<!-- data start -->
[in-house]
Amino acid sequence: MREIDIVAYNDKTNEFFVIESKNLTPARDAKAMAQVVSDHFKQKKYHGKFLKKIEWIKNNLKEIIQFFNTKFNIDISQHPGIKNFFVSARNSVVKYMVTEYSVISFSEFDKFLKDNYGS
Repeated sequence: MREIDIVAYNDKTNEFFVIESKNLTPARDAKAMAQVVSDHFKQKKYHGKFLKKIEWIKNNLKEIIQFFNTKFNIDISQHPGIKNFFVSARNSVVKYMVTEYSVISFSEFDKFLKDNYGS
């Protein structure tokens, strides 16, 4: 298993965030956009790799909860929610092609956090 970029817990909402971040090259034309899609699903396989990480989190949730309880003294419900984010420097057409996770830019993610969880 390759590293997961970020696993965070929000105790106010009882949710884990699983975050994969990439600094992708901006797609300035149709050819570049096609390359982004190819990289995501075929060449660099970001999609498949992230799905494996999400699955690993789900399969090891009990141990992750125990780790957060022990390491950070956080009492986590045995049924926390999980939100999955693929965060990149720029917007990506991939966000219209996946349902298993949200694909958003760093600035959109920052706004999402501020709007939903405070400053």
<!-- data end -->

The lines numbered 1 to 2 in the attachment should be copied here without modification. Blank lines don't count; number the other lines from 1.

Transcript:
[in-house]
Amino acid sequence: MREIDIVAYNDKTNEFFVIESKNLTPARDAKAMAQVVSDHFKQKKYHGKFLKKIEWIKNNLKEIIQFFNTKFNIDISQHPGIKNFFVSARNSVVKYMVTEYSVISFSEFDKFLKDNYGS